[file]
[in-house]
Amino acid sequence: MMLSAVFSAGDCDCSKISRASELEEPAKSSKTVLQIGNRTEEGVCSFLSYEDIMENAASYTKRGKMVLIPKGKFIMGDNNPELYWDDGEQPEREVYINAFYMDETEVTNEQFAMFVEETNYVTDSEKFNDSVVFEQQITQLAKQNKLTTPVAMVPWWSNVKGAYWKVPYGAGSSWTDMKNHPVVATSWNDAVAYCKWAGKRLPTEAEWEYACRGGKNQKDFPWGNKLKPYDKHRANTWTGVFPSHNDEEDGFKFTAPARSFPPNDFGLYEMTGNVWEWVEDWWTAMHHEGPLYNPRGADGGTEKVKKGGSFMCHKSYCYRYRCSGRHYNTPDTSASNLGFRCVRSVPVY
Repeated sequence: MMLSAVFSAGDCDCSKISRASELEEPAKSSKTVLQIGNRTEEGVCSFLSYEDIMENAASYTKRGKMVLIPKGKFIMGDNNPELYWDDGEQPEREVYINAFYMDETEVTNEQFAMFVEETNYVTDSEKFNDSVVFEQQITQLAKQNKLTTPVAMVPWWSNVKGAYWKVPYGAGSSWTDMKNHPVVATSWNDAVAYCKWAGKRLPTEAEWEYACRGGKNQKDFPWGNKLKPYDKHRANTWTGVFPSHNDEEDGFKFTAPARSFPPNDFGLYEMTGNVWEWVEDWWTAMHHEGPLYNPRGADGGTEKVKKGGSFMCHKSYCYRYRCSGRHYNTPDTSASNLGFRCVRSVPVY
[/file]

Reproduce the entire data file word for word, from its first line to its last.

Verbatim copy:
[in-house]
Amino acid sequence: MMLSAVFSAGDCDCSKISRASELEEPAKSSKTVLQIGNRTEEGVCSFLSYEDIMENAASYTKRGKMVLIPKGKFIMGDNNPELYWDDGEQPEREVYINAFYMDETEVTNEQFAMFVEETNYVTDSEKFNDSVVFEQQITQLAKQNKLTTPVAMVPWWSNVKGAYWKVPYGAGSSWTDMKNHPVVATSWNDAVAYCKWAGKRLPTEAEWEYACRGGKNQKDFPWGNKLKPYDKHRANTWTGVFPSHNDEEDGFKFTAPARSFPPNDFGLYEMTGNVWEWVEDWWTAMHHEGPLYNPRGADGGTEKVKKGGSFMCHKSYCYRYRCSGRHYNTPDTSASNLGFRCVRSVPVY
Repeated sequence: MMLSAVFSAGDCDCSKISRASELEEPAKSSKTVLQIGNRTEEGVCSFLSYEDIMENAASYTKRGKMVLIPKGKFIMGDNNPELYWDDGEQPEREVYINAFYMDETEVTNEQFAMFVEETNYVTDSEKFNDSVVFEQQITQLAKQNKLTTPVAMVPWWSNVKGAYWKVPYGAGSSWTDMKNHPVVATSWNDAVAYCKWAGKRLPTEAEWEYACRGGKNQKDFPWGNKLKPYDKHRANTWTGVFPSHNDEEDGFKFTAPARSFPPNDFGLYEMTGNVWEWVEDWWTAMHHEGPLYNPRGADGGTEKVKKGGSFMCHKSYCYRYRCSGRHYNTPDTSASNLGFRCVRSVPVY